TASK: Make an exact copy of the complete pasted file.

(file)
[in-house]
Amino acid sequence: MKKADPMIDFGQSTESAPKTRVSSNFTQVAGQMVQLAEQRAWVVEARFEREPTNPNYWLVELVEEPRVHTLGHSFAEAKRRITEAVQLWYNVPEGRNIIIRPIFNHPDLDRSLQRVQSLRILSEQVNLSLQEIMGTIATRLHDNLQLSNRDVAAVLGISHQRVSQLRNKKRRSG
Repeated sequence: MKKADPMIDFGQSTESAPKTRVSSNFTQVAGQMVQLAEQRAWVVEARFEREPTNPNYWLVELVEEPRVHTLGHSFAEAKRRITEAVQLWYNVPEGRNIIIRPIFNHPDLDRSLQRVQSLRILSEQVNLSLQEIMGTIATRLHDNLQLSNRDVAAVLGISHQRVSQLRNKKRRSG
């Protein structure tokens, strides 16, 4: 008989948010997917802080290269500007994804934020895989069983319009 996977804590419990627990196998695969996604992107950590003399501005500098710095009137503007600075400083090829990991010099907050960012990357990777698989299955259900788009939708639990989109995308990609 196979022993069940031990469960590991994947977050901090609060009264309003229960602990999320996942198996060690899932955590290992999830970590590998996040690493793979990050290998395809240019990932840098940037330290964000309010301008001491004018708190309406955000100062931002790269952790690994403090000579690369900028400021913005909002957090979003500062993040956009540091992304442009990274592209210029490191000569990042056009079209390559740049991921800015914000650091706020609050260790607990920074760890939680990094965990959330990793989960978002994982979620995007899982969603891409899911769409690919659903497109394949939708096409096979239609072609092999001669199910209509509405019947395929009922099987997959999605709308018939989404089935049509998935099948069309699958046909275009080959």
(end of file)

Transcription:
[in-house]
Amino acid sequence: MKKADPMIDFGQSTESAPKTRVSSNFTQVAGQMVQLAEQRAWVVEARFEREPTNPNYWLVELVEEPRVHTLGHSFAEAKRRITEAVQLWYNVPEGRNIIIRPIFNHPDLDRSLQRVQSLRILSEQVNLSLQEIMGTIATRLHDNLQLSNRDVAAVLGISHQRVSQLRNKKRRSG
Repeated sequence: MKKADPMIDFGQSTESAPKTRVSSNFTQVAGQMVQLAEQRAWVVEARFEREPTNPNYWLVELVEEPRVHTLGHSFAEAKRRITEAVQLWYNVPEGRNIIIRPIFNHPDLDRSLQRVQSLRILSEQVNLSLQEIMGTIATRLHDNLQLSNRDVAAVLGISHQRVSQLRNKKRRSG
């Protein structure tokens, strides 16, 4: 008989948010997917802080290269500007994804934020895989069983319009 996977804590419990627990196998695969996604992107950590003399501005500098710095009137503007600075400083090829990991010099907050960012990357990777698989299955259900788009939708639990989109995308990609 196979022993069940031990469960590991994947977050901090609060009264309003229960602990999320996942198996060690899932955590290992999830970590590998996040690493793979990050290998395809240019990932840098940037330290964000309010301008001491004018708190309406955000100062931002790269952790690994403090000579690369900028400021913005909002957090979003500062993040956009540091992304442009990274592209210029490191000569990042056009079209390559740049991921800015914000650091706020609050260790607990920074760890939680990094965990959330990793989960978002994982979620995007899982969603891409899911769409690919659903497109394949939708096409096979239609072609092999001669199910209509509405019947395929009922099987997959999605709308018939989404089935049509998935099948069309699958046909275009080959």